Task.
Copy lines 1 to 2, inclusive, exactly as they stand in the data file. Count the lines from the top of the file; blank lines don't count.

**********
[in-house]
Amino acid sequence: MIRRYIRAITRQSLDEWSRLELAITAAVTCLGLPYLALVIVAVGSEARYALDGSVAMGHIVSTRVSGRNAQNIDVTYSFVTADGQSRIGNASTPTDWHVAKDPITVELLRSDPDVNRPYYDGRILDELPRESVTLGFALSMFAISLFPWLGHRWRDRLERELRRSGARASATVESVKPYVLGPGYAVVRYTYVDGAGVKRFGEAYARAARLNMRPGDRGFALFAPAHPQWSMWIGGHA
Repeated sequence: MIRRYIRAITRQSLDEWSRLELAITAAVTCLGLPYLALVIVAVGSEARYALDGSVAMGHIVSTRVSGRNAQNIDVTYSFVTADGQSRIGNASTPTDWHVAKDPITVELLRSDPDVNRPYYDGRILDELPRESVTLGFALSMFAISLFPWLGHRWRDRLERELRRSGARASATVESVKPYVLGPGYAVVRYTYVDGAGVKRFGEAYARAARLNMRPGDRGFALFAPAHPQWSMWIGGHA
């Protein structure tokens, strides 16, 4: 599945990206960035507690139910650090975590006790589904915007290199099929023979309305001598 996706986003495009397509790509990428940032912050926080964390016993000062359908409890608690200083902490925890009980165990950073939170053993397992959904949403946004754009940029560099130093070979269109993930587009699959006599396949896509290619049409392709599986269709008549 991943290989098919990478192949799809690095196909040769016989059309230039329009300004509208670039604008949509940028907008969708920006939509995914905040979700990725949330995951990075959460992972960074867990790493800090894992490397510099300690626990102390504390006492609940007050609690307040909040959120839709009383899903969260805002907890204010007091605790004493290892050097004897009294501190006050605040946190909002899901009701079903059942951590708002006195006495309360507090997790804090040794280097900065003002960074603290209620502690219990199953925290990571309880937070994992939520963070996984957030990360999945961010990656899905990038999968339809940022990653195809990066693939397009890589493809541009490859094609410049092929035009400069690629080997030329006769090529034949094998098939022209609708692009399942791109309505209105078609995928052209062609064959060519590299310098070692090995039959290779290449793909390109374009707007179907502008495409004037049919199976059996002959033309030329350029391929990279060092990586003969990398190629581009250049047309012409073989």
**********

[in-house]
Amino acid sequence: MIRRYIRAITRQSLDEWSRLELAITAAVTCLGLPYLALVIVAVGSEARYALDGSVAMGHIVSTRVSGRNAQNIDVTYSFVTADGQSRIGNASTPTDWHVAKDPITVELLRSDPDVNRPYYDGRILDELPRESVTLGFALSMFAISLFPWLGHRWRDRLERELRRSGARASATVESVKPYVLGPGYAVVRYTYVDGAGVKRFGEAYARAARLNMRPGDRGFALFAPAHPQWSMWIGGHA